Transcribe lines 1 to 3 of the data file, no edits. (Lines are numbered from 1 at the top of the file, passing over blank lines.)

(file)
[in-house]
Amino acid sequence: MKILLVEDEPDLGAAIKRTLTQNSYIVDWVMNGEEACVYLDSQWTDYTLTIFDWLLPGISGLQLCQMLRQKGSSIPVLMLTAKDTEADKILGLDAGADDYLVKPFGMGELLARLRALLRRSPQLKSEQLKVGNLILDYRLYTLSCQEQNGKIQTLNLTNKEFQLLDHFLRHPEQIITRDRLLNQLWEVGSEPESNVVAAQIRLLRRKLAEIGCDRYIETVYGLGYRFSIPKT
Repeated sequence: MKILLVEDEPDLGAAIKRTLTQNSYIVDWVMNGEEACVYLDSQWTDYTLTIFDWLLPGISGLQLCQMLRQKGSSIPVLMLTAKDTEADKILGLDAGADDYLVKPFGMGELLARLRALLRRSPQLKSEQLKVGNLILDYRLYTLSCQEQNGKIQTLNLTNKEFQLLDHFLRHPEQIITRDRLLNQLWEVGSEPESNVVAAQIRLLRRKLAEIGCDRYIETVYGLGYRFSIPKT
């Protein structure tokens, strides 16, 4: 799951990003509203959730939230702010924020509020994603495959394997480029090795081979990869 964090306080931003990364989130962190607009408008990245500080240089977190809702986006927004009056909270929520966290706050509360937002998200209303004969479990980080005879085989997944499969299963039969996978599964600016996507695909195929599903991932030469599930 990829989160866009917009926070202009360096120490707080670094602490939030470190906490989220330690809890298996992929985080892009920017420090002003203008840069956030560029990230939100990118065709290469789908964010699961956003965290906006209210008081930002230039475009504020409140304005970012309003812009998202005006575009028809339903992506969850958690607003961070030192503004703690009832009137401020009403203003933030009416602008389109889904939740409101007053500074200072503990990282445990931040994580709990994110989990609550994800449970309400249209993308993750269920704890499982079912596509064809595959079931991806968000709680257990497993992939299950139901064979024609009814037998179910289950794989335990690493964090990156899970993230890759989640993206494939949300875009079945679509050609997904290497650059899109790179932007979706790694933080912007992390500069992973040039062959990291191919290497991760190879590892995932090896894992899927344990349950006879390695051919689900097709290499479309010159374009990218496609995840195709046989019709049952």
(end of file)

[in-house]
Amino acid sequence: MKILLVEDEPDLGAAIKRTLTQNSYIVDWVMNGEEACVYLDSQWTDYTLTIFDWLLPGISGLQLCQMLRQKGSSIPVLMLTAKDTEADKILGLDAGADDYLVKPFGMGELLARLRALLRRSPQLKSEQLKVGNLILDYRLYTLSCQEQNGKIQTLNLTNKEFQLLDHFLRHPEQIITRDRLLNQLWEVGSEPESNVVAAQIRLLRRKLAEIGCDRYIETVYGLGYRFSIPKT
Repeated sequence: MKILLVEDEPDLGAAIKRTLTQNSYIVDWVMNGEEACVYLDSQWTDYTLTIFDWLLPGISGLQLCQMLRQKGSSIPVLMLTAKDTEADKILGLDAGADDYLVKPFGMGELLARLRALLRRSPQLKSEQLKVGNLILDYRLYTLSCQEQNGKIQTLNLTNKEFQLLDHFLRHPEQIITRDRLLNQLWEVGSEPESNVVAAQIRLLRRKLAEIGCDRYIETVYGLGYRFSIPKT